Plains Midstream pleads guilty, fined $1.3 million for two Alberta pipeline spills by Edmonton Journal, June 3, 2014
Plains Midstream Canada pleaded guilty Tuesday in a Red Deer court to charges related to two pipeline spills in Alberta and was fined $1.3 million. The U. S. based company was charged on Friday for a leak from its Rangeland Pipeline on June 7, 2012, that resulted in 2,900 barrels of oil finding its way into the Red Deer River. Plains Midstream had also had a pipeline leak in 2011 of more than 28,000 barrels of oil near Peace River in northern Alberta. Three charges were laid in April of last year in connection with that incident.
In March, the Alberta Energy Regulator issued a report that concluded Plains Midstream didn’t inspect the Rangeland pipeline often enough, didn’t pay enough attention to government warnings, failed to enact adequate mitigation measures once the leak occurred and communicated poorly with hundreds of people affected by the spill in June 2012. “Plains failed to apply appropriate mitigation measures according to its own hazard assessment,” it said.
The 2012 spill, which led then-premier Alison Redford to call for a review of pipeline integrity in the province, was discovered when landowners just north of Sundre began phoning in reports of smelling rotten eggs, the telltale odour of sour gas or sour oil. The spill was soon tracked to Jackson Creek, which flows into the Red Deer River.
In court, Plains Midstream said it takes “full responsibility” and “apologizes” for both Red Deer River spill and huge spill near Peace River. [Is the company going to bring me safe drinking water? My replacement drinking water comes from the Red Deer River, contaminated with BTEX. Emphasis added]
[Refer also to:
EnCana Corporation Site Investigation Report by Hydrogeological Consultants Ltd., January 2005
EnCana’s Multiple Shallow Fracs into Fresh Water Aquifers at Rosebud, Alberta, March 2004 in EnCana Corporation Site Investigation Report by Hydrogeological Consultants Ltd., January 2005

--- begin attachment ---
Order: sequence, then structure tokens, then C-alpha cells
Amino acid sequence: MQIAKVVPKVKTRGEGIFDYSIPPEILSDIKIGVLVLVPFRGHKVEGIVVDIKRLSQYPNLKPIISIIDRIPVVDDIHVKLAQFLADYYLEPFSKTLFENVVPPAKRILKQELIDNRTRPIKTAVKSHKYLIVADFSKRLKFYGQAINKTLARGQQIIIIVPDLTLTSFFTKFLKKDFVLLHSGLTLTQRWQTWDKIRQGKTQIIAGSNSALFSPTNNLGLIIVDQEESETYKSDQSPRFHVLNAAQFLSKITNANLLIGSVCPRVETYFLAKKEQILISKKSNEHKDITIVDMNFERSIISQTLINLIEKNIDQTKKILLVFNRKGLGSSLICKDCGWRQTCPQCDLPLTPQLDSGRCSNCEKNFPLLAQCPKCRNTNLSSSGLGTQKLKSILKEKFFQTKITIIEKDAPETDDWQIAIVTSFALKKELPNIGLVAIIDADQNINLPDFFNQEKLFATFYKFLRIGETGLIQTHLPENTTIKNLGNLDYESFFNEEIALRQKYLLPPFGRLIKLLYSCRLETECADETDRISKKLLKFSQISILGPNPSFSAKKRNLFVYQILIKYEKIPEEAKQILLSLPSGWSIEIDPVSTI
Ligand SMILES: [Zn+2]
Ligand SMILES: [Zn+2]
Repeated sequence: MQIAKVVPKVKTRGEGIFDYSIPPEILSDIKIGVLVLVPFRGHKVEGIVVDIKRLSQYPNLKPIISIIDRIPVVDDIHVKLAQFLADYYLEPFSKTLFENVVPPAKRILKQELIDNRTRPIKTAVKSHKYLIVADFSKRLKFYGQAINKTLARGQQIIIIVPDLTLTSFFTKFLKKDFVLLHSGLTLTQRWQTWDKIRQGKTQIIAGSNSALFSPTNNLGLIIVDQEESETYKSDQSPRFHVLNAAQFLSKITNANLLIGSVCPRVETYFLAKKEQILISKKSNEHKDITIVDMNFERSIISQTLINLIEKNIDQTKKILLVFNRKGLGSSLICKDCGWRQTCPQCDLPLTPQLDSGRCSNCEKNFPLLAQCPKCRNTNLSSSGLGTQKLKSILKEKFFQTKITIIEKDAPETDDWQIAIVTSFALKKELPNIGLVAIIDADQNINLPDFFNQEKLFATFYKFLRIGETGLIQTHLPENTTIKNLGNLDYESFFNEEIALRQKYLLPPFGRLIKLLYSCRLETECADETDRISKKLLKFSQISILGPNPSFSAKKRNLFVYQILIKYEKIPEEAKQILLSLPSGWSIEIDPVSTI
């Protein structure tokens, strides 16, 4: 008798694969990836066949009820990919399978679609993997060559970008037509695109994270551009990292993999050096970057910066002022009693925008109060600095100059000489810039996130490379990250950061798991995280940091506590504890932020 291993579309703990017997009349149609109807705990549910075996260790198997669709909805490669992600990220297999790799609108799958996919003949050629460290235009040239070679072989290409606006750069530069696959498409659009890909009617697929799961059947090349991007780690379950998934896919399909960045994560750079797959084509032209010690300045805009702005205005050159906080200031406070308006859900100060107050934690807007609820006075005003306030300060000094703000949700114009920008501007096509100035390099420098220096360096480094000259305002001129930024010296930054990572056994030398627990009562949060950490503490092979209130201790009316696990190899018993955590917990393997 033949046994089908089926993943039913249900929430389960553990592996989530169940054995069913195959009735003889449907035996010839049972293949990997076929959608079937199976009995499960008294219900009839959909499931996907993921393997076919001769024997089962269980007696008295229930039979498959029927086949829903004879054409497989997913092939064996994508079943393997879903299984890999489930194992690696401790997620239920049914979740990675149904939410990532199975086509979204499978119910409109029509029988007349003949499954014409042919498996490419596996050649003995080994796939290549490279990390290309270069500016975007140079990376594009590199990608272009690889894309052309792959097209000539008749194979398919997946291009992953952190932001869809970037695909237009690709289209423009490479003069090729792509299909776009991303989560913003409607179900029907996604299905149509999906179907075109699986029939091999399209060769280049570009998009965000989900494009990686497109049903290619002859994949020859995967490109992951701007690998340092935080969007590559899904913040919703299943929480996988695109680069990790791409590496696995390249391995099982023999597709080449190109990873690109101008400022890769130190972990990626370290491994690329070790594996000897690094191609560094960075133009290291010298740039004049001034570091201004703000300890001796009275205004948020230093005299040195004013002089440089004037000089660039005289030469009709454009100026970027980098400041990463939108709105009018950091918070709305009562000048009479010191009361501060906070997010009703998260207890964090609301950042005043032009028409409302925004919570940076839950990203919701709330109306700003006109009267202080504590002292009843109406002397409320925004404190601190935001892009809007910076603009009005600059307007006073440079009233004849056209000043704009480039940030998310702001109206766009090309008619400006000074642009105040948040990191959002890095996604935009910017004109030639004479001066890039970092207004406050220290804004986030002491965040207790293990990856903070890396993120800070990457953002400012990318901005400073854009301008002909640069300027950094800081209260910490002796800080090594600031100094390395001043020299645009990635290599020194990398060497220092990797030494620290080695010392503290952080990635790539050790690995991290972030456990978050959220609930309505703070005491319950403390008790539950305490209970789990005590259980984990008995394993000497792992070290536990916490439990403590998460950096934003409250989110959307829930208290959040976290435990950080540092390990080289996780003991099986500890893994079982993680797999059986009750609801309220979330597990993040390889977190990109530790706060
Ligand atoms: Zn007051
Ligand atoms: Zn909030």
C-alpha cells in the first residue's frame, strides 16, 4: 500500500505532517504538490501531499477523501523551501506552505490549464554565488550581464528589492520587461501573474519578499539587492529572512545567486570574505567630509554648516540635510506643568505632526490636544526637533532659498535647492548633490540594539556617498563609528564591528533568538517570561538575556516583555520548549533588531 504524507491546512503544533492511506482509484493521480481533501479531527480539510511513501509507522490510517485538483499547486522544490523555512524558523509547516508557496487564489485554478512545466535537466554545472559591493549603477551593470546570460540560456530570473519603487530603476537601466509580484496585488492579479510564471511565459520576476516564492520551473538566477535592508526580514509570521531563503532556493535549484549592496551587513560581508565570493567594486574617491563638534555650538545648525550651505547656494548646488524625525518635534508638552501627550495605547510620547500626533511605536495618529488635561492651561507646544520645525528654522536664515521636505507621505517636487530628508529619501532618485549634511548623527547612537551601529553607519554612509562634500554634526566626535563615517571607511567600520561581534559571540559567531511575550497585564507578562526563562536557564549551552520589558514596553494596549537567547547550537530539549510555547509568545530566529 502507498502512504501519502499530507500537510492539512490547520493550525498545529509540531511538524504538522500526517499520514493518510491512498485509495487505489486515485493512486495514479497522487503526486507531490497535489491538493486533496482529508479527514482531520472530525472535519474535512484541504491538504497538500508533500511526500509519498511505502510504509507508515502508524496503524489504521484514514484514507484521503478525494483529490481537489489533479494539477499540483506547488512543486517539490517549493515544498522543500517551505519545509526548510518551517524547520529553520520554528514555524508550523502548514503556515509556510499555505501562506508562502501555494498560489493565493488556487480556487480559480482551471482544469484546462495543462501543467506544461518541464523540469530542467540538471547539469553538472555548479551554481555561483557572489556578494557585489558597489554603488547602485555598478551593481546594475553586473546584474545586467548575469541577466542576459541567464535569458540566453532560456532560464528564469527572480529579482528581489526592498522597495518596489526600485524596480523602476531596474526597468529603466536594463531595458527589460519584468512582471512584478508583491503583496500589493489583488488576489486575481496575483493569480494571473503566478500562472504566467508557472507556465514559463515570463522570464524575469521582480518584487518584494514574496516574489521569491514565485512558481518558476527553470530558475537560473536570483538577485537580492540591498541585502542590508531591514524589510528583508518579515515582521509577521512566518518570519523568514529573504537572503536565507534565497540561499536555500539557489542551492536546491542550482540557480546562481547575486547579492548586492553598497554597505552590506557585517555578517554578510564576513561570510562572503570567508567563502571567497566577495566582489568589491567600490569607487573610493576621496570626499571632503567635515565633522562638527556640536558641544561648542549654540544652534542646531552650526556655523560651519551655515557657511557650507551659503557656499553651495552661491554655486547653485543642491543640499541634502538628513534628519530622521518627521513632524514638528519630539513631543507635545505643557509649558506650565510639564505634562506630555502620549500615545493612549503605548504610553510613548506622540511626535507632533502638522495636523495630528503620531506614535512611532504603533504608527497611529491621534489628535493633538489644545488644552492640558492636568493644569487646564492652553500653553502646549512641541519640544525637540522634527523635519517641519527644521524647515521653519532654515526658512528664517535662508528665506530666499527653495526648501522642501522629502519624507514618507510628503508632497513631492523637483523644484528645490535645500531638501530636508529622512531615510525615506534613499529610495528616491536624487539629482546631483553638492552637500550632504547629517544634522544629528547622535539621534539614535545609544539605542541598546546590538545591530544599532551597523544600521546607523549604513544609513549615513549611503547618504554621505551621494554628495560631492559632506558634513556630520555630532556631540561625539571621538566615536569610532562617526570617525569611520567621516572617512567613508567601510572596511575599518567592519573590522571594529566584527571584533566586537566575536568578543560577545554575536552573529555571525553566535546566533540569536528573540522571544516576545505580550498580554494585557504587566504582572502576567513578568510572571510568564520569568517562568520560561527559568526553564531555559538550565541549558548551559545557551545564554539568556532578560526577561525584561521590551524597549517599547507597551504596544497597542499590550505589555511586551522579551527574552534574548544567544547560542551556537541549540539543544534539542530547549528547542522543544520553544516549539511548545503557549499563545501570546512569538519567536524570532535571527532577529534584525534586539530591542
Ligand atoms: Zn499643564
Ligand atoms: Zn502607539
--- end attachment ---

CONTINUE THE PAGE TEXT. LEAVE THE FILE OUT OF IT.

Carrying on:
EnCana’s intentional perfs and fracs into Rosebud fresh water aquifers, Source: Alberta Groundwater Centre (requires login):
“The Groundwater Centre has been maintaining a groundwater database for the past 22 years. In 1979, The Groundwater Centre started the process of merging the AENV (Alberta Environment) GIC database with its own database. This process allowed The Groundwater Centre to dramatically upgrade the existing AENV groundwater dataset.”
Text in bottom right hand corner of EnCana’s data: “Perforations performed with nitrogen gas. Objective of perforations was to obtain coal bed methane gas production.” (Refer also to slide below)
Encana’s hydrocarbon well data on file with Alberta’s public water well data base – “Gas Present No” at the time of drilling the gas well, before Encana frac’d the Rosebud aquifers.
October 2006 Alberta Views Trouble in the Fields article by Jeremy Klaszus
April 2011: Ernst well water, from filming by CBC News
January 30, 2009 photo of Ernst’s tap water
September 2011: snap of Ernst’s well water in Untested Science documentary on Global 16×9
June 2013: Ernst’s well water photographed by Swedish documentary film crew
April 2012: snap of Ernst well water from trailer for Macht Energie, Austrian documentary by Hubert Canaval
September 19, 2013: Justice Niel Wittmann’s Judgement, photos of the Ernst well water by Colin Smith in 2006 (left and centre) and Will Andruschak in 2008 (right)
November 15, 2006: What Lies Beneath, Calgary Herald Special Report by Renata D’aliesio and Tony Seskus. 2006 photo of Ernst well water.
December 2005: Ernst kitchen tap water, photo by Chris Schwarz, Front Page photo and article by Hanneke Brooymans, Edmonton Journal
June 2014, Ernst alternate water hauling tank on county road by Encana’s 7-13-27-22-W4M gas wells and compressors, approximately 900 metres from Ernst’s contaminated water well.
October 2013, Ernst at Rosedale (east of Drumheller, about a 45 minute drive, one way), still hauling alternate water. The Ernst water is too dangerous to even use to flush toilets.
Source of this water is from Drumheller municipal drinking water supply taken from the Red Deer River contaminated by Plains Midstream in June 2012. The municipality does not treat for BTEX, found by the regulator in drinking water from the Red Deer River.
Slides from Ernst Presentations